On September 19, 1927, KiMo Theatre opened by hosting an overflow crowd for an evening of performances by local Native Americans. The show proved an apt premiere for the Pueblo Deco-style space, which was designed with a unique blending of Art Deco flourishes and Native American motifs. The theme carried through to the smallest details—the ceiling beams were textured to look like logs, and even the air vents mimicked Navajo rugs. Amid these intricate trappings, the theater showcased movies, vaudeville shows, and performances by luminaries such as Gloria Swanson and Ginger Rogers.
The KiMo Theatre retains its luster today, thanks to a meticulous restoration and standing on the National Register of Historic Places. The original decor has been updated with a few new touches, such as the chandeliers shaped like Native American funerary canoes that hang above the auditorium. The onstage entertainment still encompasses an engaging mix of new and classic films, dance and theatrical performances, live concerts, and visual art shows featuring tap-dancing paintings.
Brent Kliewer harnesses his film-programming experience and passion for filmmaking for his curatorial duties at The Screen, a theater founded in 1999 at the Santa Fe University of Art and Design. A former critic for the Santa Fe New Mexican and critical-studies professor in the university’s Moving Image Arts department, Brent relies on his encyclopedic knowledge of world and contemporary cinema to choose each week’s selection. Brent’s picks are projected in 35mm or digital format on a high-definition curved screen that boasts a 16-speaker Dolby Digital surround-sound system built within an old soundstage. In addition to an array of lauded celluloid, The Screen has hosted visits and screenings with numerous Hollywood stars and insiders, including Robert Redford, Tommy Lee Jones, Brokeback Mountain screenwriter Larry McMurtry, and an extra from Raiders of the Lost Ark who almost got to hug Harrison Ford.
Within an hour, Battlefield New Mexico's personnel can transform any space—from a tiny backyard to 500-acre expanse—into an outdoor laser tag venue. Before the first bout, team commanders show players how to use their taggers and run through the rules of various gaming scenarios. During the fast-paced battles that follow, participants convene at team bases and duck for cover behind inflatable crates. Along with laser tag, Battlefield New Mexico staffers run rounds of water tag during the summer and enliven parties with a 20-foot wide inflatable movie screen and projector for film viewings or big-screen video game playing.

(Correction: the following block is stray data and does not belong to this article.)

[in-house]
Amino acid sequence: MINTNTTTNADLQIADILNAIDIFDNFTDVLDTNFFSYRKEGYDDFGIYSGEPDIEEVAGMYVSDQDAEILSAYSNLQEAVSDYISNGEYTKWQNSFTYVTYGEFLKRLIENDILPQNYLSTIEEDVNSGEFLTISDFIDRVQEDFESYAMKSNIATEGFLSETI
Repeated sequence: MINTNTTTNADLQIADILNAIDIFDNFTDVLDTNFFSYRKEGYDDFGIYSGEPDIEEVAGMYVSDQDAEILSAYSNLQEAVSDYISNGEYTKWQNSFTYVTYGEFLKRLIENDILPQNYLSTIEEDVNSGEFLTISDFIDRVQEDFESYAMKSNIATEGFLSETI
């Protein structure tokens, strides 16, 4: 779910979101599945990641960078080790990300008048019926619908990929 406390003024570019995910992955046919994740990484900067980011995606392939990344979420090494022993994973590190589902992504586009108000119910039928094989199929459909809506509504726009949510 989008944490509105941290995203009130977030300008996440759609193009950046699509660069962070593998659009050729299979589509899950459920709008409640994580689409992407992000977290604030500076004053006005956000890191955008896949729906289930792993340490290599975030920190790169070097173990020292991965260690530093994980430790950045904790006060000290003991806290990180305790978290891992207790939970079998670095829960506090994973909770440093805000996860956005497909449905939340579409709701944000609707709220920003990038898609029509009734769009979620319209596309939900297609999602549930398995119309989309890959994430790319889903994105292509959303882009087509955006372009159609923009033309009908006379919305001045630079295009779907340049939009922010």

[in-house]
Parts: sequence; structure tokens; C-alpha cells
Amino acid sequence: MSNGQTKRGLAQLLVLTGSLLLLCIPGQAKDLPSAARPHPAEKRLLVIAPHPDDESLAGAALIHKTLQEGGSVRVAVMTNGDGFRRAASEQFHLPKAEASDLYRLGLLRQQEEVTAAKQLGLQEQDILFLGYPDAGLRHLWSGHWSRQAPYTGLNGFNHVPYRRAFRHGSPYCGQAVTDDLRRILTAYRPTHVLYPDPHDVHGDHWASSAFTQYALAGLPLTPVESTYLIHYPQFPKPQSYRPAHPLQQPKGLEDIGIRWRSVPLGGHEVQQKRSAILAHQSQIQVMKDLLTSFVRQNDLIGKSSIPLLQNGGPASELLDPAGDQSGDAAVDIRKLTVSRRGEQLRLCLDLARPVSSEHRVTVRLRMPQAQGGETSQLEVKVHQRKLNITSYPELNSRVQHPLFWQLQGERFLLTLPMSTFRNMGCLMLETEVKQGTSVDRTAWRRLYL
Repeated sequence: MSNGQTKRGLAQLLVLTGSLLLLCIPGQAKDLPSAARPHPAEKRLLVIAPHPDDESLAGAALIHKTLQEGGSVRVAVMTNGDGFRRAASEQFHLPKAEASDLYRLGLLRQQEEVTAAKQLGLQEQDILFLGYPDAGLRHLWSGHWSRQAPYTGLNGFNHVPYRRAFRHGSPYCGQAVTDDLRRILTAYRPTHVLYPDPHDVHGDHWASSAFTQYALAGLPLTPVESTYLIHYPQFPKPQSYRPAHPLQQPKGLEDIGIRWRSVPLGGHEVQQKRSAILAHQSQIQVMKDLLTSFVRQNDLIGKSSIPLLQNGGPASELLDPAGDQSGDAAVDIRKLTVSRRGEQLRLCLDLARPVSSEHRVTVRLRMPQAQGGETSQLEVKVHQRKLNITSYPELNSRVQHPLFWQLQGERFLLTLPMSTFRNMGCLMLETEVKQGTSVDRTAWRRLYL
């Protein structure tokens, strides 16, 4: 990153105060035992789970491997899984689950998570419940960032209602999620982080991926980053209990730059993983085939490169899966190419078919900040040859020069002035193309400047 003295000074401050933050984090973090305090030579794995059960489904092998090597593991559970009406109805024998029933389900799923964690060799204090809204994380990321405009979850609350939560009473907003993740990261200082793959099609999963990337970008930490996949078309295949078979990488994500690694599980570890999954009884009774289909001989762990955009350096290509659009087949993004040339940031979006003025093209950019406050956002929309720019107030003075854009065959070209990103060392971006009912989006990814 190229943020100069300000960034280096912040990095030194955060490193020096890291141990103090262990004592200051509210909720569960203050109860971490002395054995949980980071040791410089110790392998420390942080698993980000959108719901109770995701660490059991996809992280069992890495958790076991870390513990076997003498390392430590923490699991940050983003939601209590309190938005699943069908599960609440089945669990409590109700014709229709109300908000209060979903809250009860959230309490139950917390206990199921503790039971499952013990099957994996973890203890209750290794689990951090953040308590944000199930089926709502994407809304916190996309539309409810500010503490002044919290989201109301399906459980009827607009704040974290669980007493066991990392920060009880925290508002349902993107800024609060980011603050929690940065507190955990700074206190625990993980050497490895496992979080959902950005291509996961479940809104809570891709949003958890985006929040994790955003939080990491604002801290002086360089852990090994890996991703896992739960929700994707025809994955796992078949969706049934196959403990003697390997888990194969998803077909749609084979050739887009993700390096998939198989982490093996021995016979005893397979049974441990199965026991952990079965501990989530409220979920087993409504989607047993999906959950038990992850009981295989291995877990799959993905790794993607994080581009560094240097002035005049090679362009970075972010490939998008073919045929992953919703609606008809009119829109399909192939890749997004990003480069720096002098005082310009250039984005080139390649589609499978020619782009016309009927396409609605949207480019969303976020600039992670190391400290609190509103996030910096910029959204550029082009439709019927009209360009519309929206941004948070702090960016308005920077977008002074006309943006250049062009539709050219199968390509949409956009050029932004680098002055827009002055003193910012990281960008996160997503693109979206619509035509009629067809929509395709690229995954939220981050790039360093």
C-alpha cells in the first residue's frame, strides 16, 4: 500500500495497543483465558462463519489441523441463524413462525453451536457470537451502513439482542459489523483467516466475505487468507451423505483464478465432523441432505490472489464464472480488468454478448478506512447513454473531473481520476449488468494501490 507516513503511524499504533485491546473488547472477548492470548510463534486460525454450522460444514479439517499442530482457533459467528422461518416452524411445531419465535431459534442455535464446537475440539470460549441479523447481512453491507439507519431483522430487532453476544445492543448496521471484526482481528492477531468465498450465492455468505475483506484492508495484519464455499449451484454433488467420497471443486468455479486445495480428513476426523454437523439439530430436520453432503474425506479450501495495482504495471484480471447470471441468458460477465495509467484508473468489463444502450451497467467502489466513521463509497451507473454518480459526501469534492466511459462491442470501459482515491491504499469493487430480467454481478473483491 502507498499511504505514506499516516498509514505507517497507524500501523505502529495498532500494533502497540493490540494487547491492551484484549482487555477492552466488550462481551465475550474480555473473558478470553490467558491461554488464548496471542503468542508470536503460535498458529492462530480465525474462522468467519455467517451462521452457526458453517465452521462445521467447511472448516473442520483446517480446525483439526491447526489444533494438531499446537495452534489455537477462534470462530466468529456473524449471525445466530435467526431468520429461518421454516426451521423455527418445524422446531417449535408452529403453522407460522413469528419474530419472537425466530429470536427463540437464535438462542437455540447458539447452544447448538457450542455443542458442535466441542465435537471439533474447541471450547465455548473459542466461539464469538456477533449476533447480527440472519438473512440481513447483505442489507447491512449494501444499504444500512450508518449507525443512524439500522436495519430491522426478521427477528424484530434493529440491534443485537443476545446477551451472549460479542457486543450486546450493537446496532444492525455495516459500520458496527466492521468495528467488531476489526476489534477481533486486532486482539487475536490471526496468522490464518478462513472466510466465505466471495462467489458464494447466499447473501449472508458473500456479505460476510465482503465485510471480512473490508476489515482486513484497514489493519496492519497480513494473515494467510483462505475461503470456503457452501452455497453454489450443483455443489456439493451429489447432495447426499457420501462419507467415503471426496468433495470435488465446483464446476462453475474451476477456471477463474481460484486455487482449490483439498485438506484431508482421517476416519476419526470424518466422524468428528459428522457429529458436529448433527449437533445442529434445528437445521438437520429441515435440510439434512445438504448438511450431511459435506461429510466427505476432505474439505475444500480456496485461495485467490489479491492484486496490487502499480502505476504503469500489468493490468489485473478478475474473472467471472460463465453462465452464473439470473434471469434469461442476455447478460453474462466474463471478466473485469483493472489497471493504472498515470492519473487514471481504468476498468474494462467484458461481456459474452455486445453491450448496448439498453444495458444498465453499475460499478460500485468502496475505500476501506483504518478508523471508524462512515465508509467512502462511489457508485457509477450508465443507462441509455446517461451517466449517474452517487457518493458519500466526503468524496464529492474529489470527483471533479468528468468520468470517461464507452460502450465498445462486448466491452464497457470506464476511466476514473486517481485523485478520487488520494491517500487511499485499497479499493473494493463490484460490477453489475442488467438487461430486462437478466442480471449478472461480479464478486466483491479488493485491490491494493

Winning coffee is possibly the only coffee house in the United States that is owned and operated by an experimental theater company. We are a group of artists that make and serve wonderful coffee, chai, pastries and home style food. We've been here for 12 years supporting the arts and slinging lattes. Its really good.
Fire and wind: that’s all it takes to fly. Hot air ballooning’s sheer simplicity sparked pilot Scott Appelman’s interest in the sport 30 years ago. “In a lot of ways, it’s the exact opposite of the way the world is today,” says the Rainbow Ryders, Inc. founder. “And I think that gives it a certain degree of romance.”
Further evidence of ballooning’s inherent romance can be found in the number of proposals and weddings that have taken place aboard Rainbow Ryders’ fleet of 19 balloons, earning the company a spot on Yahoo’s list of top five places in the nation to pop the question. Even if engagement is not on passengers’ agendas, the crew still strives to ensure a memorable expedition. Guests can join the launch crew to help inflate the balloon before takeoff, and upon landing, pilot and passengers clink glasses in a champagne toast to celebrate another successful flight.
Though whimsy and romance may prove the biggest draw, Rainbow Ryders’ untarnished safety record is what ultimately keeps the balloons hovering. Since 1982, experienced pilots have safely floated 160,000 people over the Rio Grande Valley. Pilots not only helm top-tier equipment, but carefully monitor the region’s weather patterns to ensure smooth thermal drafts and minimize hitchhiking requests from migrating geese.
The Albuquerque Wine Festival celebrates the lusty libations concocted at 27 wineries throughout New Mexico that generate nearly 700,000 gallons of wine between them every year. Upon arrival, attendees are gifted with a glass from which to sip and savor endless samples. After consuming enough cabernet to loosen the joints and mellow the mind, the crowd can set toes free to tap to the live sounds Felonious Groove, Nosotros, Ben Martinez, and other performers while taking pit stops to browse through goods crafted by regional artisans. Stomachs in search of solid sustenance can set their suitcases down at food vendors serving up French, German, Caribbean, and Cajun fare. The festival offers free parking and welcomes guests younger than 21 if they are accompanied by a parent or legal guardian, and the spacious, serene Balloon Fiesta Park boasts ample space to relax or practice three-legged race sprints.